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Are you ready for 'The Big One'?

Should it strike, your survival may depend on how well you are prepared

Posted: August 2, 2008 9:30 p.m.
Updated: October 4, 2008 5:01 a.m.

A Los Angeles County firefighter works on putting out one of the many mobile home fires that started after the Jan. 17, 1994 Northridge earthquake.

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Remember the moment Tuesday morning when you realized the ground was shaking? Remember the rush of panic in thinking that it was finally the Big One?

In those seconds of disbelief, did you think to yourself about whether you and your family were prepared?
Although Tuesday’s earthquake was not “the big one” experts have been predicting, the mini shaker serves as a reminder that the Santa Clarita Valley is prone to earthquakes.

On top of that, the upcoming months will bring Santa Ana winds, which increases the likelihood of wildfires occurring in the local valley.

With those in mind, planning ahead is the key to safety and local experts offer these tips for those preparing or updating their safety procedures.

Preparing
Adele MacPherson, community services superintendent for the city, believes local residents can take a lesson from this week’s shaker.

“That’s a good reminder that people need to make sure that everything in their home is fastened down,” she said.

MacPherson suggested people examine their homes room by room to make sure that each space is safe.

During that time, homeowners can also make sure doors have latches to prevent any objects from falling out and creating hazards.

“Just from that gentle movement (on Tuesday), we can see how much damage can be caused by the ground movement,” she said.

Even though buildings are built to withstand earthquakes, MacPherson believes it’s just as important to “make sure that what we put inside doesn’t harm us.”

MacPherson also recommends families update their emergency contact lists, which would include information about who to notify in case of an emergency and who is authorized to pick up children from school if the quake takes place during the day.

“This one was the first big shaking during the day,” she said. “It really brings into play lots of different things.”

The city of Santa Clarita’s emergency services Web site offers a detailed seven-step list for families to go through before, during and after an earthquake.

For example, the information, provided by www.earthquakecountry.info, points out that people should practice “drop, cover and hold on” during an earthquake.

That means taking cover under a strong desk or table and holding on or if in bed, staying in the bed and covering your head with a pillow for protection.

Nick Samaniego, spokesman for the American Red Cross, said during an earthquake, you “want to maintain a calm demeanor. Stay calm for the shaking to stop.”

“Then you want to put the family plan in action, especially when separated,” he said.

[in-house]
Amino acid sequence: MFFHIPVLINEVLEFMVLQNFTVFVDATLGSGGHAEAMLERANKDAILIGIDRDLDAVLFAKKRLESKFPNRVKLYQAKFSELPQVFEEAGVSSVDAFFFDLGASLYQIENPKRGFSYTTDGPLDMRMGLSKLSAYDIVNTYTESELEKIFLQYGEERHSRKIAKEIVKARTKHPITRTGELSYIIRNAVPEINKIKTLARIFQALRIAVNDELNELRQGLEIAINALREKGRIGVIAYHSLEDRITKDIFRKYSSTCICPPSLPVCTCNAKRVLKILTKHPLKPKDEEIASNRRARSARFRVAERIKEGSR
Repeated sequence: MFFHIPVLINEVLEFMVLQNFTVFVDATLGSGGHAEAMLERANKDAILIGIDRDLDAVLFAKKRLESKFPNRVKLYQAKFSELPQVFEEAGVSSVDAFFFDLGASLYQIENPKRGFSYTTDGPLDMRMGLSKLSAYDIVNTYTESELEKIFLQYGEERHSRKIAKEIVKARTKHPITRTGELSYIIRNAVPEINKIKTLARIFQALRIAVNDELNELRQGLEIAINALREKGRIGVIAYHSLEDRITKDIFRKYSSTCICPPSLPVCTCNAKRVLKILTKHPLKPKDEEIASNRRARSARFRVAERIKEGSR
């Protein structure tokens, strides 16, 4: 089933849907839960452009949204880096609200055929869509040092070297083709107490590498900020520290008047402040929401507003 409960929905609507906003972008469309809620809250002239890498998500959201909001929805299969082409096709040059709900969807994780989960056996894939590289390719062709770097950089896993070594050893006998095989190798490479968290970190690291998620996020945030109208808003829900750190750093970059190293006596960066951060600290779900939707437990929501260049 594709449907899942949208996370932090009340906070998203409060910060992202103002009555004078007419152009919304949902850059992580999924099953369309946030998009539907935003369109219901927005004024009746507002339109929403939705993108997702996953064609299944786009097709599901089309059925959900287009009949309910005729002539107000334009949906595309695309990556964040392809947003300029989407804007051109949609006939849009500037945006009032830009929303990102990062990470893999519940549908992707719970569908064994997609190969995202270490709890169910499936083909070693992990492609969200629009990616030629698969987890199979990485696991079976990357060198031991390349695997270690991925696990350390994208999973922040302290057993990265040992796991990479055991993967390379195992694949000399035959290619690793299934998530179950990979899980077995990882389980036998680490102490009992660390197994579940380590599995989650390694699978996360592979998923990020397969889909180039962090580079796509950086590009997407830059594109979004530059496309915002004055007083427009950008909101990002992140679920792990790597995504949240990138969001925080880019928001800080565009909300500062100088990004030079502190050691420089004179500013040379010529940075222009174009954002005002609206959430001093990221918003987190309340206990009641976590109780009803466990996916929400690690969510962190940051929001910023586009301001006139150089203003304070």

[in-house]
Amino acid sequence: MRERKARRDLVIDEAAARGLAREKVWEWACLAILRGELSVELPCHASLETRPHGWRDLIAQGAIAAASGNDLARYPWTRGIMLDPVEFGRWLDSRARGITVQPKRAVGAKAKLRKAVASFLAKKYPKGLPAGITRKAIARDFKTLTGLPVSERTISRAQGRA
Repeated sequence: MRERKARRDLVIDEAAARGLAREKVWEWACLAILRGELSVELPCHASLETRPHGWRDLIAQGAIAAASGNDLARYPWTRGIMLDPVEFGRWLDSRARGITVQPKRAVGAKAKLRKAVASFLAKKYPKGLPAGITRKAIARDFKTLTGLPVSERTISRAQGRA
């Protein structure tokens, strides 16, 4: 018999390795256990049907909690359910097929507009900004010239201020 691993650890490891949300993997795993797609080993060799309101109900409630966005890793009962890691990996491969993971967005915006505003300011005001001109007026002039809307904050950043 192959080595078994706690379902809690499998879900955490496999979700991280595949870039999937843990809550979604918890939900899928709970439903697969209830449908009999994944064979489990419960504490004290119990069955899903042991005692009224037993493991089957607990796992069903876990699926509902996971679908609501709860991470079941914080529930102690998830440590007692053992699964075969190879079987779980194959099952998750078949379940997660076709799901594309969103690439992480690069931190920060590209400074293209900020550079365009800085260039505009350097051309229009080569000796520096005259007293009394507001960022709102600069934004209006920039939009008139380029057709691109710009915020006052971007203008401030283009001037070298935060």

After making sure everyone is accounted for, Samaniego said it’s smart to call an out-of-town contact to let them know the family is safe.

The American Red Cross also offers lists of information online, which offers tips for people on what to do after an earthquake.

For instance, families should check people for injuries while also examining the home to take into account the type of damage sustained.

Although families can plan for a wildfire by clearing brush and any fire hazards around their home, Samaniego believes wildfire preparation is more about having a go kit.

“In an earthquake, you want to have supplies to be self-sufficient at home,” he said. “With a wildfire, it’s being ready to go at a moment’s notice.”

That means having all of the family’s emergency documents and any prescription medication information handy in case a home is evacuated by fire and sheriff’s officials.

In addition, families should have their crucial belongings in one location, as well as pack necessities, like clothing, in case they need to stay overnight at a shelter or other emergency location.

Any help coming?
Although residents should be prepared to live on their own during a major disaster like an earthquake or wildfire, they can depend on local agencies like the city of Santa Clarita and American Red Cross to step in.

Samaniego said as soon as possible, Red Cross would set up shelters in the needed areas, where victims can receive limited medical assistance and supplies.

MacPherson said the city’s trained staff would work to keep residents informed.

“We just got a new emergency page on the Web site and want people to sign up about emergency notification,” she said.

The role of the city would be more of communication as MacPherson said city officials will communicate with fire and sheriff’s officials to relay information to the public.

For example, during a wildfire, MacPherson said “we coordinate with them for road closures, getting public information out.”

Regardless of what disasters strike the Santa Clarita Valley, the best thing for local residents to do is to be prepared.

“Preparedness is an everyday thing,” MacPherson said. “People need to be thinking about preparedness in their everyday living.”

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